My  point is, that it’s an idea I wouldn’t make a priority out of developing due to its dated content. But the science fiction romance I posted on Saturday is another story entirely. Drawing inspiration from Terminator, Flash Gordon, and Total Recall, it was an idea I’d toyed with, off and on, since 1987 before it got archived with The Black Wing Chronicles in 2002. For that matter, I first conceived of The Black Wing Chronicles in 1980. Sovran’s Pawn only published this year. That’s a thirty-two year-old concept that got developed.

If a story is compelling and interesting to the writer, shouldn’t it see the light of day? A good premise is timeless and resonates. Sure, Star Wars was exactly what sf fans everywhere needed at the time. Most sf of the period had become painfully socially conscious, with accusatory messages of total annihilation and the inherent evil of humankind. Star Wars was a breath of fresh air — a lighthearted adventure. It was the Hero’s Journey. Would it be successful if released for the first time today? If you take into account how very groundbreaking it was in special effects technology, I believe it would be. No one had seen anything quite like it. Star Wars made science fiction fun again, taking it out of the hands of the ivory tower bunch and putting back into the hands of adventurers, pirates, cowboys and damsels in distress. Would it be a blockbuster? I don’t know, but if the cult success of Joss Whedon’s Firefly can be used as a measure, Star Wars would find a devoted audience.

How old is too old for an idea?

I suppose that for every writer, that’s a personal decision. For myself, I believe that good ideas are timeless. As far as The Lost Domina is concerned, I’ll let YOU decide. Here is the blurb. Tell me what you think.

***

Riding high on the sale of her first novel, science fiction author Analise Trujold tries to rescue her failing marriage with a trip to the countryside with her husband to watch a meteor shower. A close encounter with an alien hit squad who murders her husband, and the sudden appearance of Admiral Faran Hagon, the hero in her novel, ensnare Analise in a hotbed of interstellar intrigue. Characters from her book are more real than she ever could have believed and her mundane life on Earth has been nothing more than implanted memories to keep her safe during her exile.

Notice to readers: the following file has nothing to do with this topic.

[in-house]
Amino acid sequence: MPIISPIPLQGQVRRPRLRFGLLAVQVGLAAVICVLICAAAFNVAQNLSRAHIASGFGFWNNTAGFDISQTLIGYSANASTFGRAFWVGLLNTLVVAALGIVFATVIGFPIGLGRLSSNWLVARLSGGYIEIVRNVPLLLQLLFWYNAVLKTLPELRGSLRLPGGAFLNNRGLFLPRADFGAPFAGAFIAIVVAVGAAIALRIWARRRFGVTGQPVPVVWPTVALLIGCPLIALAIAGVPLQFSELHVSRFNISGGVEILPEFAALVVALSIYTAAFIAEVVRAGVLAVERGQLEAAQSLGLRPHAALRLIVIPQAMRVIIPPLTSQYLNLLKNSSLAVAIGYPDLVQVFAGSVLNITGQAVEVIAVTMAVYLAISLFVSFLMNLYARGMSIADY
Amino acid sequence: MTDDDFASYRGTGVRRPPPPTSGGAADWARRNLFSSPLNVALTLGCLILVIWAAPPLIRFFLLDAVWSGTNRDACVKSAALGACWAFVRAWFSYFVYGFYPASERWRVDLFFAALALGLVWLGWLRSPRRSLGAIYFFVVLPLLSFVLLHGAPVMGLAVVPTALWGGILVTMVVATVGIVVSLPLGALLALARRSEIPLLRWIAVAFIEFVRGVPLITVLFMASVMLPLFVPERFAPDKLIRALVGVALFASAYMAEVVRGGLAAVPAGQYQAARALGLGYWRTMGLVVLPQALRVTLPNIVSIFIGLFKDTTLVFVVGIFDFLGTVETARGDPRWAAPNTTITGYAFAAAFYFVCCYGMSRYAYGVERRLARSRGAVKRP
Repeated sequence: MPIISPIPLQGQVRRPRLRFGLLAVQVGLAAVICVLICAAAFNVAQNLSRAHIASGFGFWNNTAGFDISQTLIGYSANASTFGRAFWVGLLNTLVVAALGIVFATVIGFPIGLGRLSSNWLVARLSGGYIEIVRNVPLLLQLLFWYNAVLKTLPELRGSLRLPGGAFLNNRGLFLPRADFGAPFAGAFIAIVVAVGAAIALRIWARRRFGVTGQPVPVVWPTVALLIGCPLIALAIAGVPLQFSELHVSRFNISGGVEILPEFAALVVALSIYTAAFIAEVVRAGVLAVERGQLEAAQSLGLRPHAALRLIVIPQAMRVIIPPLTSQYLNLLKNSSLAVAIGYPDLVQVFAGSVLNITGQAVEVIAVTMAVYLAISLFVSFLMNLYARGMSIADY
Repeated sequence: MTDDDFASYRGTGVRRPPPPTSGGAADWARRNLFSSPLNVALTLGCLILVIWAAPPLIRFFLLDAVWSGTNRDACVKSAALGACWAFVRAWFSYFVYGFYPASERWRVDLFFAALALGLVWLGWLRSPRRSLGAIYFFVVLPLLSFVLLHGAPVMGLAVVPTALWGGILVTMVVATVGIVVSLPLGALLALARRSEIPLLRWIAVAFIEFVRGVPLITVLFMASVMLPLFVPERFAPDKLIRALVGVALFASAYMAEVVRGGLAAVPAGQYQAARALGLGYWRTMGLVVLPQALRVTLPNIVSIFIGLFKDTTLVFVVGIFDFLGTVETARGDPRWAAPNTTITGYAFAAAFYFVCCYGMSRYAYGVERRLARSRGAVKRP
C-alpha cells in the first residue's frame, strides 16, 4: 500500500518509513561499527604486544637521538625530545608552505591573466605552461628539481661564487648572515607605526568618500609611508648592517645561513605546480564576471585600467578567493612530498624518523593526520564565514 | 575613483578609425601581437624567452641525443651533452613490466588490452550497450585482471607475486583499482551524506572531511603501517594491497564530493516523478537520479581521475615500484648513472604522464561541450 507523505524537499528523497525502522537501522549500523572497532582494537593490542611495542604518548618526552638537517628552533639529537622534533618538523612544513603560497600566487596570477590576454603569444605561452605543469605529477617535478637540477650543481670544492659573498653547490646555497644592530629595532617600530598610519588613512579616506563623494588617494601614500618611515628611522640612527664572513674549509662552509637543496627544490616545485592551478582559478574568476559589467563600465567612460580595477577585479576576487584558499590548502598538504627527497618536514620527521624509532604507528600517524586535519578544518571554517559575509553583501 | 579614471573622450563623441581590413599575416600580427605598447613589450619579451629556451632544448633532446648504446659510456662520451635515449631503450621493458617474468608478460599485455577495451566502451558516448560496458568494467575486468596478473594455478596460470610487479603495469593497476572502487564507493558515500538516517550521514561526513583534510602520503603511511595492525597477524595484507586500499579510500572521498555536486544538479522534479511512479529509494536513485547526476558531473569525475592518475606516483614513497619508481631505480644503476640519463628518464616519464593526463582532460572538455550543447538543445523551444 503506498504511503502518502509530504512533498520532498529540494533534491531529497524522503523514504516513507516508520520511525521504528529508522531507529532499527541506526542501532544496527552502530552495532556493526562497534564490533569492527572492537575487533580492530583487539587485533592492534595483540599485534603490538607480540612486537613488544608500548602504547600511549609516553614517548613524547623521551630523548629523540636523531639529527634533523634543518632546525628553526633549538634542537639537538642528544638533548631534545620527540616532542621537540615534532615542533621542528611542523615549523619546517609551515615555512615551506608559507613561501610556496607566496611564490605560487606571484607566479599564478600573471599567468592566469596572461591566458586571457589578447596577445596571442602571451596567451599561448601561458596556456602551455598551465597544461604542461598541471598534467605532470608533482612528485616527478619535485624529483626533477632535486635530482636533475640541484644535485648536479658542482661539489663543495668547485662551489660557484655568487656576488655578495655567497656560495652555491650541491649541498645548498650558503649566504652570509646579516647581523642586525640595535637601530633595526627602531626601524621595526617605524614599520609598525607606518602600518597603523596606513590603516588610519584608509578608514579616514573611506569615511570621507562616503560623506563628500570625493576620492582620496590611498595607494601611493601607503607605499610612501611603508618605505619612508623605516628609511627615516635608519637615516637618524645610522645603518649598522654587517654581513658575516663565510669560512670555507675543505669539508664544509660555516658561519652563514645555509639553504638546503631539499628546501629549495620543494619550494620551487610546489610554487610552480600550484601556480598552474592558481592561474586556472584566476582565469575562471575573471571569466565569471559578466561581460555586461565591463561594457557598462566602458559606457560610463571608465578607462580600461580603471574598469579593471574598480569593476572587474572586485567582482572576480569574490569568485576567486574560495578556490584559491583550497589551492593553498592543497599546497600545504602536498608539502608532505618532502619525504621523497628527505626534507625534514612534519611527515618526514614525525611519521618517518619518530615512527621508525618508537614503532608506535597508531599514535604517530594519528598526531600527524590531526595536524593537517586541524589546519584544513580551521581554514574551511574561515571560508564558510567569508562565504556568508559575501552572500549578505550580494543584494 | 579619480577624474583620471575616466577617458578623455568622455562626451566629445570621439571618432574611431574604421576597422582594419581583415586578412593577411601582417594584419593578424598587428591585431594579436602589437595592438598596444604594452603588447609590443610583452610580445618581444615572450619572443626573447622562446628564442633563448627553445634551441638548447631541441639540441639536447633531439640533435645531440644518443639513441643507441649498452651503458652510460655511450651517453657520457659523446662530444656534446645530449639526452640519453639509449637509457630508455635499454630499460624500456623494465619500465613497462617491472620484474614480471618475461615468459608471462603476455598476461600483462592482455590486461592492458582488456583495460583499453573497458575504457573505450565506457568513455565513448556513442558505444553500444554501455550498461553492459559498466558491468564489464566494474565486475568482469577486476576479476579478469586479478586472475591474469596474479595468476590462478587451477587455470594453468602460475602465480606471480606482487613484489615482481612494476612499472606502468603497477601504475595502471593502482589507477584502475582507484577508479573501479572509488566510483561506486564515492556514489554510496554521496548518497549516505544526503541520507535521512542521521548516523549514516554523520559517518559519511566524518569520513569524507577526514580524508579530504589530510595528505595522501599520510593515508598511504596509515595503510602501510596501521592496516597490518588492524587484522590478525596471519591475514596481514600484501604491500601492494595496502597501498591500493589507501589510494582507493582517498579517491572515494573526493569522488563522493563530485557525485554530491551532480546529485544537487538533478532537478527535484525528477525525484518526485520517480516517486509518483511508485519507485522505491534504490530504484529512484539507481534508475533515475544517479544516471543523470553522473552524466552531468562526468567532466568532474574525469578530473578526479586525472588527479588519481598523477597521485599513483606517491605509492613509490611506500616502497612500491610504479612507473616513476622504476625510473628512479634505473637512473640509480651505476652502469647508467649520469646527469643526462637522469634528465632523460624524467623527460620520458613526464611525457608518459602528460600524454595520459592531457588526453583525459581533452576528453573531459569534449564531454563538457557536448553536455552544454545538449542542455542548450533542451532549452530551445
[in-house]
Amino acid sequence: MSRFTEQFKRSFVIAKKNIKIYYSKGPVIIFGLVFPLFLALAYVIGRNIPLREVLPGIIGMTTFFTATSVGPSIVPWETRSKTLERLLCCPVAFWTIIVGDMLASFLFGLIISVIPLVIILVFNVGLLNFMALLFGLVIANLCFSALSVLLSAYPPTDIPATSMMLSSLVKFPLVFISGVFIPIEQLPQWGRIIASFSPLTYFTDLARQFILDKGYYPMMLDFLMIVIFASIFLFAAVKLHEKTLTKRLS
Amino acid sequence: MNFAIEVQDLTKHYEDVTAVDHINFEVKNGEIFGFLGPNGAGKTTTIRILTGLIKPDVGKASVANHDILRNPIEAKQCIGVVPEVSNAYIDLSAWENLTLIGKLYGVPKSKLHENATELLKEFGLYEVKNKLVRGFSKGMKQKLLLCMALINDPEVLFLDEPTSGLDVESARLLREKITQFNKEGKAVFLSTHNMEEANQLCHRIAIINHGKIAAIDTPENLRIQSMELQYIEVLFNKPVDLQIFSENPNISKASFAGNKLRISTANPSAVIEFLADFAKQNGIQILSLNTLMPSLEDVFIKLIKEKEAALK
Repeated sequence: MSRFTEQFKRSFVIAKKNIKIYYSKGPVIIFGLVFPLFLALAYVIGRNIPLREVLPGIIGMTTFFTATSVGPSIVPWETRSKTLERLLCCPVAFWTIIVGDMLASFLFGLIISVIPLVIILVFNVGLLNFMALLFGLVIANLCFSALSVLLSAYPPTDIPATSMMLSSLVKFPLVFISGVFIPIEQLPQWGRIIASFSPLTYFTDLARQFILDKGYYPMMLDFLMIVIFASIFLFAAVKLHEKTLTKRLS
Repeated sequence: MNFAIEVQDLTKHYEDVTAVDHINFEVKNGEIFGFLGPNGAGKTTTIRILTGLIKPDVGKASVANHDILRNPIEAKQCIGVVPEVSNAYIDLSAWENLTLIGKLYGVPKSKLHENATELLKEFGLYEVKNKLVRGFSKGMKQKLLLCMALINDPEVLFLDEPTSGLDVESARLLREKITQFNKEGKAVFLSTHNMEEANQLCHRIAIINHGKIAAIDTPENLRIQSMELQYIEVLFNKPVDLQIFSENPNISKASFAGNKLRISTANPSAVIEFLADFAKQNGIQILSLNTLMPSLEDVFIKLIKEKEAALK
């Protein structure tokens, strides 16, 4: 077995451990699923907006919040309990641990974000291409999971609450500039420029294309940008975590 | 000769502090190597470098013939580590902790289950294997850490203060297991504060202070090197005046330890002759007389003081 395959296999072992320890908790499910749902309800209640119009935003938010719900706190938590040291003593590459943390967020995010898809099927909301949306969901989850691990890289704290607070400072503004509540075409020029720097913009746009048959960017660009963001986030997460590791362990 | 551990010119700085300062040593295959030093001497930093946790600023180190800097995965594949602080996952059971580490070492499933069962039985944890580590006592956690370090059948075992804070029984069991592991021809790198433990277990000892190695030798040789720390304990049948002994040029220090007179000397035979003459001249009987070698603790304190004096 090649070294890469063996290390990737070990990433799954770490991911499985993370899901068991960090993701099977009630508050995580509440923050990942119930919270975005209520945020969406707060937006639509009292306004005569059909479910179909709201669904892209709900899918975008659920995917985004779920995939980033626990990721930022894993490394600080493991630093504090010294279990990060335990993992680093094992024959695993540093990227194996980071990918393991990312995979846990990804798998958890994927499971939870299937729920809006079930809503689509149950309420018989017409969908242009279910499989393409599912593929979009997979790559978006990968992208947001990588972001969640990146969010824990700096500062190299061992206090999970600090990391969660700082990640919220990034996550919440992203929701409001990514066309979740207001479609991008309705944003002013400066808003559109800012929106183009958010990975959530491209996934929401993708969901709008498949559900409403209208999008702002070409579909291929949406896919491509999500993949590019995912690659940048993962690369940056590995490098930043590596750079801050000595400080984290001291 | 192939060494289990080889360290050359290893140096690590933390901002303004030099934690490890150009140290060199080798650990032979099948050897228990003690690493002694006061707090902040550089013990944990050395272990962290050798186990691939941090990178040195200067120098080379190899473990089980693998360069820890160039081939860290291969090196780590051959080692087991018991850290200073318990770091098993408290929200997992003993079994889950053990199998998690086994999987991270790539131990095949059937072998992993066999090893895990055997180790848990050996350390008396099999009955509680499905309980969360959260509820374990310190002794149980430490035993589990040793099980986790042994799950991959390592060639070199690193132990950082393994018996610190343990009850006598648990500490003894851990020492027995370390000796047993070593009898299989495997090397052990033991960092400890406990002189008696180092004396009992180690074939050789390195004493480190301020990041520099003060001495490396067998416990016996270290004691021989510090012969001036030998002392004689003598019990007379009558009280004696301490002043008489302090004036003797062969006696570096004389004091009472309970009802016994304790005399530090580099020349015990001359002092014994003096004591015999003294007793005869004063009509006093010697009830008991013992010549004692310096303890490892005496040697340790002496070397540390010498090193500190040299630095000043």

The Universal Congolmeration of Systems is under attack from within.  As the Lost Domina, Ana is the only one who can hold it together. But with her memories suspect, she’s not sure who she can trust. Even though she’s drawn to Faran, she can’t help but wonder if he isn’t somehow angling to rule in her stead. If she hopes to survive, Ana must rely on her wits and creativity to uncover the truth behind the fiction.

VERA (Firefly Cocktail)

This comes from The Drunken Moogle

Since Blade tends to spend a lot of time with a drink in his hand, this sounded like something he might have tried at least twice.

Ingredients:
2 oz. Bourbon whiskey
1/2 oz. Bacardi 151
1/2 oz. Sake
3/4 oz ginger syrup
3-4 dashes Angostura Bitters

Instructions for Ginger Syrup:
1 cup of water
1 cup of sugar
1/2 cup fresh diced Ginger
In a pot or large pan, add the water, sugar, and half of the ginger in the beginning.  Boil for 1-2 minutes while mixing. Then add the other half once the first batch gets mushy. This makes it nice and spicy.  Let sit until everything is nice and syrupy, then remove from the stove and let cool. 

Directions: Add ginger syrup and bitters to an Old Fashioned Glass.  Next add the rum and whiskey. Fill with cubed ice then float the Sake on top. Before drinking, give the glass a quick swirl to lightly distribute Sake.

Note from the creator:

I figured if Jane would drink a cocktail, it would be one of the original and manliest of cocktails, and Old-Fashion. But in the Firefly universe, American and Chinese cultures have mixed, so I felt it needed an Asian twist. This is where the ginger syrup and Sake comes in. The Bacardi 151 bumps the manliness factor of this drink up by giving a much higher alcohol content, plus the Bacardi gives an extra spicy, smokey flavor. Enjoy yourself a Vera.

“This is my very favorite gun… I call it Vera” -Jayne Cobb 

Drink created and photographed by Eddie Strickland.